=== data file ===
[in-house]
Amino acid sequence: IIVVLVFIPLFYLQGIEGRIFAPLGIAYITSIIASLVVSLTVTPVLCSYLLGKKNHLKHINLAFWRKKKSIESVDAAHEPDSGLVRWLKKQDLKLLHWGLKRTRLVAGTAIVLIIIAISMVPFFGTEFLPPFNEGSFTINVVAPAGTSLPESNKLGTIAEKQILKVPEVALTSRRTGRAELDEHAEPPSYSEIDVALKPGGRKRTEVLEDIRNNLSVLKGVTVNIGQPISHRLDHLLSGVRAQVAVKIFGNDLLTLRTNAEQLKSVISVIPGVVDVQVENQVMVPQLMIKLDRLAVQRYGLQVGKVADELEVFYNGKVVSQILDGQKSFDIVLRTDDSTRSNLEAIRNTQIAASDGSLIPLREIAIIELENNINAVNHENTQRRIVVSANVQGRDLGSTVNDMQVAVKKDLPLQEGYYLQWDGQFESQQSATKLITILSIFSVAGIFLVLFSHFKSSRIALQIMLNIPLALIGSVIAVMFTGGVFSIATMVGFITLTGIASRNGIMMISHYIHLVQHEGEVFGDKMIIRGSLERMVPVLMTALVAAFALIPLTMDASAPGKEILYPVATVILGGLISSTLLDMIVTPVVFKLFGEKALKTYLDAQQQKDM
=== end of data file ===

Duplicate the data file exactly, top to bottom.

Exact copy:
[in-house]
Amino acid sequence: IIVVLVFIPLFYLQGIEGRIFAPLGIAYITSIIASLVVSLTVTPVLCSYLLGKKNHLKHINLAFWRKKKSIESVDAAHEPDSGLVRWLKKQDLKLLHWGLKRTRLVAGTAIVLIIIAISMVPFFGTEFLPPFNEGSFTINVVAPAGTSLPESNKLGTIAEKQILKVPEVALTSRRTGRAELDEHAEPPSYSEIDVALKPGGRKRTEVLEDIRNNLSVLKGVTVNIGQPISHRLDHLLSGVRAQVAVKIFGNDLLTLRTNAEQLKSVISVIPGVVDVQVENQVMVPQLMIKLDRLAVQRYGLQVGKVADELEVFYNGKVVSQILDGQKSFDIVLRTDDSTRSNLEAIRNTQIAASDGSLIPLREIAIIELENNINAVNHENTQRRIVVSANVQGRDLGSTVNDMQVAVKKDLPLQEGYYLQWDGQFESQQSATKLITILSIFSVAGIFLVLFSHFKSSRIALQIMLNIPLALIGSVIAVMFTGGVFSIATMVGFITLTGIASRNGIMMISHYIHLVQHEGEVFGDKMIIRGSLERMVPVLMTALVAAFALIPLTMDASAPGKEILYPVATVILGGLISSTLLDMIVTPVVFKLFGEKALKTYLDAQQQKDM